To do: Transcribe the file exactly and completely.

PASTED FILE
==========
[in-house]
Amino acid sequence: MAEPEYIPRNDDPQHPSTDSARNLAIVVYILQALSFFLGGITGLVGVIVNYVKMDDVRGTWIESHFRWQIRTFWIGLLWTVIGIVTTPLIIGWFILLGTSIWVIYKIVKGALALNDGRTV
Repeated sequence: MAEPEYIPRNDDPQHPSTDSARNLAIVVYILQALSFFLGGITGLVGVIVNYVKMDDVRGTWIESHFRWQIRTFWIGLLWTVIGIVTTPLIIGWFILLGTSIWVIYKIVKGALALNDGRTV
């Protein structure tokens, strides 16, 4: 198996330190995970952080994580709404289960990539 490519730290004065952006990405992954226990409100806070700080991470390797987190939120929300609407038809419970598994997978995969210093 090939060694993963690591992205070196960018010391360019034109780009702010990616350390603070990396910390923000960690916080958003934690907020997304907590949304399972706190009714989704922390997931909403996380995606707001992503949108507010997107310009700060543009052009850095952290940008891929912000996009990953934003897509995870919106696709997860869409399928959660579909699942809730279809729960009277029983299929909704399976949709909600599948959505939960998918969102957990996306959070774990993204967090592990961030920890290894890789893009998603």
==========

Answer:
[in-house]
Amino acid sequence: MAEPEYIPRNDDPQHPSTDSARNLAIVVYILQALSFFLGGITGLVGVIVNYVKMDDVRGTWIESHFRWQIRTFWIGLLWTVIGIVTTPLIIGWFILLGTSIWVIYKIVKGALALNDGRTV
Repeated sequence: MAEPEYIPRNDDPQHPSTDSARNLAIVVYILQALSFFLGGITGLVGVIVNYVKMDDVRGTWIESHFRWQIRTFWIGLLWTVIGIVTTPLIIGWFILLGTSIWVIYKIVKGALALNDGRTV
């Protein structure tokens, strides 16, 4: 198996330190995970952080994580709404289960990539 490519730290004065952006990405992954226990409100806070700080991470390797987190939120929300609407038809419970598994997978995969210093 090939060694993963690591992205070196960018010391360019034109780009702010990616350390603070990396910390923000960690916080958003934690907020997304907590949304399972706190009714989704922390997931909403996380995606707001992503949108507010997107310009700060543009052009850095952290940008891929912000996009990953934003897509995870919106696709997860869409399928959660579909699942809730279809729960009277029983299929909704399976949709909600599948959505939960998918969102957990996306959070774990993204967090592990961030920890290894890789893009998603």